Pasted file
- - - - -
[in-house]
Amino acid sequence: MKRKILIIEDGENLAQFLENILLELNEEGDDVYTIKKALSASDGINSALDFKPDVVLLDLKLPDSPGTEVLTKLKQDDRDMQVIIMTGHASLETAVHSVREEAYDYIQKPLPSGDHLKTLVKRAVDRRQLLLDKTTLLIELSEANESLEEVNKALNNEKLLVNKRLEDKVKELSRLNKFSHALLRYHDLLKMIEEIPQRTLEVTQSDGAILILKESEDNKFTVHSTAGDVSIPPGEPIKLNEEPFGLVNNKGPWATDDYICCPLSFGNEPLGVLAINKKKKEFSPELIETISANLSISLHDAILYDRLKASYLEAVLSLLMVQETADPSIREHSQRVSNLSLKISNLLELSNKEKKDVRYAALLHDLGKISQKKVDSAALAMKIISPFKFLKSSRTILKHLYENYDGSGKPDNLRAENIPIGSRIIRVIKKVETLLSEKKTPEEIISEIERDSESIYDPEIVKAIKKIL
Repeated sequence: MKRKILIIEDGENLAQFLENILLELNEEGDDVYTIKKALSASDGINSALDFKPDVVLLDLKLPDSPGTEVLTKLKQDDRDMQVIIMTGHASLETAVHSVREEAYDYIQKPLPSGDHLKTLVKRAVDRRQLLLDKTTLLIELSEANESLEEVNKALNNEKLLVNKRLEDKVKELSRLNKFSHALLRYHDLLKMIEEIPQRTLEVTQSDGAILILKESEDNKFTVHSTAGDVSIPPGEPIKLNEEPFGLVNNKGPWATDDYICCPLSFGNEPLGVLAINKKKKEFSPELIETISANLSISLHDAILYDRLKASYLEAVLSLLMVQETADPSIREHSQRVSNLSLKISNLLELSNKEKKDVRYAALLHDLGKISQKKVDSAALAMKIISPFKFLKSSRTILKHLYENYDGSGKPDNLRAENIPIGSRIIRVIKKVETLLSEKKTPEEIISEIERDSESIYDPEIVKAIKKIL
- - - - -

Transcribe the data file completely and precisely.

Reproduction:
[in-house]
Amino acid sequence: MKRKILIIEDGENLAQFLENILLELNEEGDDVYTIKKALSASDGINSALDFKPDVVLLDLKLPDSPGTEVLTKLKQDDRDMQVIIMTGHASLETAVHSVREEAYDYIQKPLPSGDHLKTLVKRAVDRRQLLLDKTTLLIELSEANESLEEVNKALNNEKLLVNKRLEDKVKELSRLNKFSHALLRYHDLLKMIEEIPQRTLEVTQSDGAILILKESEDNKFTVHSTAGDVSIPPGEPIKLNEEPFGLVNNKGPWATDDYICCPLSFGNEPLGVLAINKKKKEFSPELIETISANLSISLHDAILYDRLKASYLEAVLSLLMVQETADPSIREHSQRVSNLSLKISNLLELSNKEKKDVRYAALLHDLGKISQKKVDSAALAMKIISPFKFLKSSRTILKHLYENYDGSGKPDNLRAENIPIGSRIIRVIKKVETLLSEKKTPEEIISEIERDSESIYDPEIVKAIKKIL
Repeated sequence: MKRKILIIEDGENLAQFLENILLELNEEGDDVYTIKKALSASDGINSALDFKPDVVLLDLKLPDSPGTEVLTKLKQDDRDMQVIIMTGHASLETAVHSVREEAYDYIQKPLPSGDHLKTLVKRAVDRRQLLLDKTTLLIELSEANESLEEVNKALNNEKLLVNKRLEDKVKELSRLNKFSHALLRYHDLLKMIEEIPQRTLEVTQSDGAILILKESEDNKFTVHSTAGDVSIPPGEPIKLNEEPFGLVNNKGPWATDDYICCPLSFGNEPLGVLAINKKKKEFSPELIETISANLSISLHDAILYDRLKASYLEAVLSLLMVQETADPSIREHSQRVSNLSLKISNLLELSNKEKKDVRYAALLHDLGKISQKKVDSAALAMKIISPFKFLKSSRTILKHLYENYDGSGKPDNLRAENIPIGSRIIRVIKKVETLLSEKKTPEEIISEIERDSESIYDPEIVKAIKKIL